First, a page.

BANGKOK, Thailand - A rare piece of good news awaits Prime Minister Yingluck Shinawatra today: the Tourism and Sports Ministry is to upgrade projected tourism revenue for 2015 to Bt2.2 trillion.
Tourism Minister Somsak Pureesrisak, who will meet with the prime minister today to present his plans on how to achieve the goal, believes tourism will remain buoyant over the next two years, amid increasing inflows of Japanese and Chinese visitors in light of ongoing conflicts between the two countries.
Tourism revenue is expected to reach Bt2 trillion in 2014, up from the previous Bt1.8 trillion forecast.
"Tourist safety will be on the national agenda," said the minister, who yesterday asked the Department of Special Investigation (DSI) to crack down on mafia gangs in Phuket.
Pattaya would be the next target area, as gangsters are now involved in businesses that affect tourists, particularly jet-skis and taxis. He acknowledged that Hong Kong had warned its people to be careful of travelling to the two cities. "That is not good for the country," he said.
Under the plan, Thailand aims to be a tourism hub in Asean, ting out to draw more quality tourists and to encourage them to stay longer. To facilitate this, the proposed Tourist Court must be up.
The ASEAN hub goal comes at a time when the region is being urged to develop multi-country packages, to allow travellers to experience unlimited variety in terms of culture, landscape, people, flora and fauna, food, handicrafts, entertainment, shopping, recreation and excitement, within the 10 member countries of Asean.
Thailand earned Bt984 billion in tourism revenue in 2012, from 22.35 million foreign visitors. By region, tourists from Europe (5.45 million) spent the highest portion, Bt357 billion, according to the Department of Tourism.
By country, China topped the chart, with Bt106 billion spent by 2.76 million visitors. Most tourists were from ASEAN states at 6.3 million28 per cent overall.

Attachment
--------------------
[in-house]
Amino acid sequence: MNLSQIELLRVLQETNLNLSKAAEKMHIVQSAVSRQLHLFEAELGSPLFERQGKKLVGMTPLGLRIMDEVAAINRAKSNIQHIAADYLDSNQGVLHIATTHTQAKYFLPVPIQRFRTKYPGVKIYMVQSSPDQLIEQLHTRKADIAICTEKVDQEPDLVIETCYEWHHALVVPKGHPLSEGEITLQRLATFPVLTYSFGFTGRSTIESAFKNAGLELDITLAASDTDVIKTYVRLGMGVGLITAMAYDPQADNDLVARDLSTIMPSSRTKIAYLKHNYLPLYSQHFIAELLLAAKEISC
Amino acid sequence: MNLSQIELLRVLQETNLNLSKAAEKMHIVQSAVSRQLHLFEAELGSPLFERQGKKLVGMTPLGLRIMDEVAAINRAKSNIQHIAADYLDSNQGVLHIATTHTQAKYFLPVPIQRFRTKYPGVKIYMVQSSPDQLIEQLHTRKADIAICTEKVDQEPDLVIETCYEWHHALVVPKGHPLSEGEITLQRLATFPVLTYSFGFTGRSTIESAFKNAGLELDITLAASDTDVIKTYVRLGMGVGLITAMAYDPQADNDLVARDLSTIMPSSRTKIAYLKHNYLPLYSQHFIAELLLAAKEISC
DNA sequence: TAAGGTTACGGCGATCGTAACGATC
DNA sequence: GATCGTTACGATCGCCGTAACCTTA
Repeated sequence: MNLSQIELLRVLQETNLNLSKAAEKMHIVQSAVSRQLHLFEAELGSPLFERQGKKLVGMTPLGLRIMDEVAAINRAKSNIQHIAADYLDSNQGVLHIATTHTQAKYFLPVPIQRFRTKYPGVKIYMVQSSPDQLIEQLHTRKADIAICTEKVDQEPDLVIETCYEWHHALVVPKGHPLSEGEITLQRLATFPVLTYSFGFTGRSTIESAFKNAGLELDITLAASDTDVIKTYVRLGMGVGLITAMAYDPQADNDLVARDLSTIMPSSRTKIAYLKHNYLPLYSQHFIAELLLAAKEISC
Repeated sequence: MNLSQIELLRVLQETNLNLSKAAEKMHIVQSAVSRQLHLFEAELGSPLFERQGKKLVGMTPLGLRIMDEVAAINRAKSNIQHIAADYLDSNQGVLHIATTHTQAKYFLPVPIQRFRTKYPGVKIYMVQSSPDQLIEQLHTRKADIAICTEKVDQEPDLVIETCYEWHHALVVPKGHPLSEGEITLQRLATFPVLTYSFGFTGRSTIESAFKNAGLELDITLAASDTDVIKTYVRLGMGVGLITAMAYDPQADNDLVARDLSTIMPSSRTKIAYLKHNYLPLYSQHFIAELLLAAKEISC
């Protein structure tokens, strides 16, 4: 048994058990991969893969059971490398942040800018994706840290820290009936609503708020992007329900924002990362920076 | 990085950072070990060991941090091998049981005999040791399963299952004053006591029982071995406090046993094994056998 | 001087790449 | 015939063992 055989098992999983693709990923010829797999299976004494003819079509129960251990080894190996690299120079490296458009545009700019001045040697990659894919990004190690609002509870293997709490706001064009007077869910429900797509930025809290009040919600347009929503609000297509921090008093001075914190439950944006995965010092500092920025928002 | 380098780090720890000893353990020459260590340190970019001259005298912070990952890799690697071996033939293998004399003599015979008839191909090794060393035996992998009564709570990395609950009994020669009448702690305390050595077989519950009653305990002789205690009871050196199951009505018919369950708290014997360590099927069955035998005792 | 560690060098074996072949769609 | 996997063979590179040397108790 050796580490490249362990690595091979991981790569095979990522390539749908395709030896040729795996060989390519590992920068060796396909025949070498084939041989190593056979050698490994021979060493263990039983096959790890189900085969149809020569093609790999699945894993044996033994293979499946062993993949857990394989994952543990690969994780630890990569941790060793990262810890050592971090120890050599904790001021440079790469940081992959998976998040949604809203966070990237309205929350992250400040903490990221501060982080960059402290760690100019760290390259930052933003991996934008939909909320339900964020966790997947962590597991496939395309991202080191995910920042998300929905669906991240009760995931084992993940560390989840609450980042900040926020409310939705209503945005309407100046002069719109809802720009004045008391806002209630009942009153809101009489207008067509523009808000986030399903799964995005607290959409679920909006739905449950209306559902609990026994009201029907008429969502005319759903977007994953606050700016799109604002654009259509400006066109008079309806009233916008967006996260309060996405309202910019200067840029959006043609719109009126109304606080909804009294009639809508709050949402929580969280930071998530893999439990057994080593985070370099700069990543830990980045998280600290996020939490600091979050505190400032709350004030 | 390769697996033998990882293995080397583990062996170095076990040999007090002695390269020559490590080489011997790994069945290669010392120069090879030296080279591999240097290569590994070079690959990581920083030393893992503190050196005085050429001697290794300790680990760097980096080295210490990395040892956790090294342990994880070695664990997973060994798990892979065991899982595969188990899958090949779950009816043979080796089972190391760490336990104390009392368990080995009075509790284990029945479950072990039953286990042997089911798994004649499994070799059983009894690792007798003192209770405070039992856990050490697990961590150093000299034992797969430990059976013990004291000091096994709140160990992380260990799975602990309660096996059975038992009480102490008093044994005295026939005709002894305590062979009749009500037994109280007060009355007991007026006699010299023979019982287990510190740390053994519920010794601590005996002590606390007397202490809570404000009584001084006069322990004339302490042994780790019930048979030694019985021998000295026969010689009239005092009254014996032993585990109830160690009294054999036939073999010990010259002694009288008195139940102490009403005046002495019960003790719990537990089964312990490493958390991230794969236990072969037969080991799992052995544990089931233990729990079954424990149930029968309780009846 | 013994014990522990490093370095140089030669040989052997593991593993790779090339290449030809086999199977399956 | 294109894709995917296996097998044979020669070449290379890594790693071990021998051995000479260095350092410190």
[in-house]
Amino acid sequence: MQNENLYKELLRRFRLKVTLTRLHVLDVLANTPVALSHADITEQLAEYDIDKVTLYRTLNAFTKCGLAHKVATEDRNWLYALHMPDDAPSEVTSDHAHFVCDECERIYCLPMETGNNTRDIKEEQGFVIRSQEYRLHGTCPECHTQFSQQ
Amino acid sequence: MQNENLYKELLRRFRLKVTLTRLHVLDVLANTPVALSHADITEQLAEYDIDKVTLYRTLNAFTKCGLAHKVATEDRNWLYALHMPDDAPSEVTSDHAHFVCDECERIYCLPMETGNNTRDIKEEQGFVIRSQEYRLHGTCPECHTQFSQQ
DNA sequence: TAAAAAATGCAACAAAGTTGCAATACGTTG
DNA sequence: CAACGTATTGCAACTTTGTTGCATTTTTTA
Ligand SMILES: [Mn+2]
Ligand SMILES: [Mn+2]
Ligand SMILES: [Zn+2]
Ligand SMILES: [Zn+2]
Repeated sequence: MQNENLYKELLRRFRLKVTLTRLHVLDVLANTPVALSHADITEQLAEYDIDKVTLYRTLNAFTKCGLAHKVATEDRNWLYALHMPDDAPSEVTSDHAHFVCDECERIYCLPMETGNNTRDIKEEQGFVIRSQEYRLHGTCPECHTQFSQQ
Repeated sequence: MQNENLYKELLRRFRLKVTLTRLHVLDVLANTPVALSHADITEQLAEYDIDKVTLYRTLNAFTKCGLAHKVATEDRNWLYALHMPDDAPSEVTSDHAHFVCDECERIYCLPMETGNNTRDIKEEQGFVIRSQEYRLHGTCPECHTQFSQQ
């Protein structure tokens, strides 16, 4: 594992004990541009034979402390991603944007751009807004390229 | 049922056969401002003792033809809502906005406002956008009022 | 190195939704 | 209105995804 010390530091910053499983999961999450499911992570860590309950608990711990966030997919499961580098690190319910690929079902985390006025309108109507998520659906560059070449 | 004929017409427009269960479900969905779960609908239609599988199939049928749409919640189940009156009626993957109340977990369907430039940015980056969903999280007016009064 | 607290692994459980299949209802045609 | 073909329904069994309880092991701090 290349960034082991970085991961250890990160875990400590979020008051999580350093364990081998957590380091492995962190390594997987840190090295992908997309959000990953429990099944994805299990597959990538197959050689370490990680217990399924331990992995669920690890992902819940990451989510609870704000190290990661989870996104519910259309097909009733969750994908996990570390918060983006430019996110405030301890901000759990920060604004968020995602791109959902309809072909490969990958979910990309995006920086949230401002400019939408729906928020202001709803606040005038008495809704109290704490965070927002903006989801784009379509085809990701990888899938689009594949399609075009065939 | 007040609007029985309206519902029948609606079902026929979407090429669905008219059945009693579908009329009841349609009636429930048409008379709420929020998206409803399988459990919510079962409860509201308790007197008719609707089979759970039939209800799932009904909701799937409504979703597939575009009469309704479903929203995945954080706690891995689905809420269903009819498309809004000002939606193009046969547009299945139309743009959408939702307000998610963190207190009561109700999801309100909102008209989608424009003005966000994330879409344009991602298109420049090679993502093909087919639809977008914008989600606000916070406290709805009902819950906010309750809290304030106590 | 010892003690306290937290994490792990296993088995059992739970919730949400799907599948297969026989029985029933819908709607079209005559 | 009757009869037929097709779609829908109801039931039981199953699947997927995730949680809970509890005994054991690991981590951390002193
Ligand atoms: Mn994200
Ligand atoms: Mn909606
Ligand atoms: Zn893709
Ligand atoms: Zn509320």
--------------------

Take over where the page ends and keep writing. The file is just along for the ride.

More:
The new revenue target is despite a global economic malaise eating into the purchasing power of tourists in several countries.
This has sharply cut demand for Thai exports. But with Thailand having already welcomed 12.7 million tourists in the first half of this year, including 2.27 million from China, private business operators are convinced the industry will remain buoyant and that the new target is achievable.
Piyaman Tejapaibul, president of the Tourism Council of Thailand, said new infrastructure initiatives like the high-speed train would boost tourism, as the routes will facilitate travel to major provinces rich in cultural and eco-attractions.
President of the Association of Domestic Travel Yutthachai Soonthornrattanavate said that concrete plans were necessary, though, for long-term development. Policies must be clear and consistent, not swayed by ad-hoc problems. He also urged for a special law to empower tourism authorities in charting development plans. He agreed that safety was a top issue, but said information gathering and dissemination was also crucial.
Sansern Ngaorungsi, deputy governor for Asia and the South Pacific at the Tourism Authority of Thailand (TAT), foresaw that Chinese tourists would constitute a major part of arrivals. Despite a slowdown in China's economy, the number of arrivals is expected to hit 4.2 million this year. Plus, tourists from ASEAN would be attracted by city-to-city campaigns.
Chinese tourists in the first half accounted for nearly 18 per cent of all arrivals, against the 11 per cent per cent in 2012.
AirAsia expects to do well from the plan. Tassapon Bijleveld, CEO of Thai AirAsia, said that while China's demand was huge, Indochina also had big potential - as shown by a 35-per-cent rise in regional tourists in the first half.
The trend should continue over the next few years, he said.
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